As I was mentioning, I find the moves of taiji to be remarkable straightforward, however they require a great deal of practice. Understanding them is not enough, but it is important to be able to get the most out of practice. In my experience practicing these energies in various combinations is what the form is all about, and this is something we can realize to the extent that we can create our own spontaneous forms from the basic building blocks we have mastered through diligent practice. I have noted that students of the old Yangs often differ in the forms they practice. I hope this has been illustrated well in this Blog, to me it is clear that that the Yangs were not concerned with choreography so much as skill.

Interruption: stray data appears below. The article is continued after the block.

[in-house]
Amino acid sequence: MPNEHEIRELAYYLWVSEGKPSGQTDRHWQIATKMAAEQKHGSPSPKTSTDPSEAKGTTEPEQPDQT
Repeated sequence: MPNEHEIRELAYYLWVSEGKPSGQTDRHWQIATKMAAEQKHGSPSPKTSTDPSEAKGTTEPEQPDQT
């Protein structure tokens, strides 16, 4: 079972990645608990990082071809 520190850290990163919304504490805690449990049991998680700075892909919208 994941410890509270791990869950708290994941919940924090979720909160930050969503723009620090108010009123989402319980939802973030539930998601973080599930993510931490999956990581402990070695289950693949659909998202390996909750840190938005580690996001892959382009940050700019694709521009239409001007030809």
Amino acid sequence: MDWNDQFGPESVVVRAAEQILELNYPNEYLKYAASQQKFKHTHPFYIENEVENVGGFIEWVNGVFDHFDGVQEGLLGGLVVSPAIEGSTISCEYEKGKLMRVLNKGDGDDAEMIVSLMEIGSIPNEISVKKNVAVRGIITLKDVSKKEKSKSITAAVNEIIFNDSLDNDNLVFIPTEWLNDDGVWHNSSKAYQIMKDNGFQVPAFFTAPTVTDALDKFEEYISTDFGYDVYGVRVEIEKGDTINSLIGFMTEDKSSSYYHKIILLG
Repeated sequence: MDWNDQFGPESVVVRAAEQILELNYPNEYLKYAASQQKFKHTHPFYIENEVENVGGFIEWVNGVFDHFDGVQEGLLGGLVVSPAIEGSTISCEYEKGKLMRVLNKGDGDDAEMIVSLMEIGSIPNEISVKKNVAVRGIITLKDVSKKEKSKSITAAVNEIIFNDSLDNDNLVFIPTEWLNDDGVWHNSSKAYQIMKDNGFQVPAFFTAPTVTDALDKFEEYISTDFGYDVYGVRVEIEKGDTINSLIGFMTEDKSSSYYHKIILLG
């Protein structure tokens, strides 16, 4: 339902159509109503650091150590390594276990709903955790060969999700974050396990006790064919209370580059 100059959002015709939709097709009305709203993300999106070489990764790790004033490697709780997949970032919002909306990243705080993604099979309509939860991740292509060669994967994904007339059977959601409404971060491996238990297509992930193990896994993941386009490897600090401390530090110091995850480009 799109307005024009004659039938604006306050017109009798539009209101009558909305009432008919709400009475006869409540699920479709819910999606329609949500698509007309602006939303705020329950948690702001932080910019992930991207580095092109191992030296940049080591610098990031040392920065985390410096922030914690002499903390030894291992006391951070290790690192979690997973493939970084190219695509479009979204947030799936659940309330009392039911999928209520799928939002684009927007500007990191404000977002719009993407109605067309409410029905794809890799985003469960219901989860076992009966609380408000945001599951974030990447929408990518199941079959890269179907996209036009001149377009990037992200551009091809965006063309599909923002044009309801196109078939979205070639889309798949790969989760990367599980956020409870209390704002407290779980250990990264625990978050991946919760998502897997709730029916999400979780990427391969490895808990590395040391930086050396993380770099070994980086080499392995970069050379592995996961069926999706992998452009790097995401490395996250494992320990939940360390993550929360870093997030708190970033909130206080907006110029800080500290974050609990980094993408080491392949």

I was told recently by one skilled taijiquan enthusiast and instructor that practice matters more than transmission to a large degree. To paraphrase what he said; if you are more concerned with the minor details of how your instructor told you to do a move 30 years ago, than you are with practical application practice like push hands and 2 man drills, then your skill is going to suffer. In this we can examine the old adage of relaxation and realize that it can apply just as much to the mind as to the body in taijiquan.
I've learned to read forms of various arts and see past the details to the real content. The exact position of the feet and hands, when the hand turns over etc, these things are trivial compared to the real content. This is why teachers often move in a way that students don't, the students often see the goal as to learn to imitate the moves in an exact manner, however the goal seems to be more about learning the energies behind the moves than learning any orthodox technique. Because of this I find it to be a very shallow and often meaningless thing to critisize the appearance of a form and I know that the eye cannot pick up the real content of taijiquan.